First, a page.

The pressure on the Baker administration to require masks in classrooms this fall gained a strong voice Friday when Senate President Karen Spilka formally called on the governor to require universal masking in schools.
"Public health experts and the American Academy of Pediatrics agree that universal masking in schools is an effective way to keep our vulnerable children and residents safe as we continue to fight this global pandemic. Parents, school staff and students seek clear, consistent direction as the school year starts, and they deserve to get it from the state," Spilka said in a statement. "No one wants to go back to the dark early days of this public health crisis, and so we must do everything possible to keep people safe and our economy stable. Wearing a mask around vulnerable populations, including unvaccinated children and others, is a small and simple action we can take to do this."
Students, families and educators are preparing for the third pandemic-influenced school year as case counts rise again thanks to the Delta variant's continued spread and with vaccines not yet available for children younger than 12.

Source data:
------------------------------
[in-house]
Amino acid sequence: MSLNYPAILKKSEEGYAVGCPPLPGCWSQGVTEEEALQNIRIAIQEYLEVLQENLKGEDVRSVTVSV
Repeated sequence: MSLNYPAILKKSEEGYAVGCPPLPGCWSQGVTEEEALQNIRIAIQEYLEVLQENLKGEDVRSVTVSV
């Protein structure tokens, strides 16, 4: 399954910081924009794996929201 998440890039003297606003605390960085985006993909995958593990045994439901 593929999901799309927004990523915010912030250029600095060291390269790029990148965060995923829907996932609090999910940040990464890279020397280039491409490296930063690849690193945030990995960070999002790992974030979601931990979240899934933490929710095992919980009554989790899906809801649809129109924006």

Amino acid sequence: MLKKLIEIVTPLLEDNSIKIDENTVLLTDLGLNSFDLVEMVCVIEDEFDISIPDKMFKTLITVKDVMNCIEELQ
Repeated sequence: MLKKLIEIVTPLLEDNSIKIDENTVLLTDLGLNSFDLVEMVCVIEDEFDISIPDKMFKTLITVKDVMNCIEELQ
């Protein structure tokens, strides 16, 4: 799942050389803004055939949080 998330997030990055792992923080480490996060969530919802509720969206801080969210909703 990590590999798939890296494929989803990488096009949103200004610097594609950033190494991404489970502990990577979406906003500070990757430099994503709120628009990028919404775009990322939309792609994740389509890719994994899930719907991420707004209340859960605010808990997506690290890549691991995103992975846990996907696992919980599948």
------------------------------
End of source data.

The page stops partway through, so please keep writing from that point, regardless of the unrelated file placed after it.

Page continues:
To the dismay of teachers' unions and some parents, the Baker administration has left decisions around masking in schools to local officials. The Department of Elementary and Secondary Education issued guidance "strongly" recommending indoor masking for all students in kindergarten through sixth grade and for all unvaccinated students, staff and visitors. State health and education officials have recommended that schools allow vaccinated students to remain unmasked.
"We fully expect cities and towns to make adjustments to do what's right for their specific school districts," Baker said last week, noting that vaccination and transmission rates differ from district to district.
Spilka had previously indicated that she was leaning towards support for a school mask mandate. On July 26, she said she thought kids should be masked if conditions continued to worsen — since then, the daily average of new cases has climbed 31 percent and the state's positive test rate is up from 1.84 percent to 2.61 percent.
"I believe if the numbers keep creeping up and the Delta variant is still as prominent or more prominent than it is now when the schools start [at the] end of August, beginning of September, I think we seriously need to think about having children who have not been vaccinated — whether they be under 12 [and] not able to be vaccinated yet or older but not vaccinated — to wear a mask," she said after a meeting with Baker and House Speaker Ronald Mariano.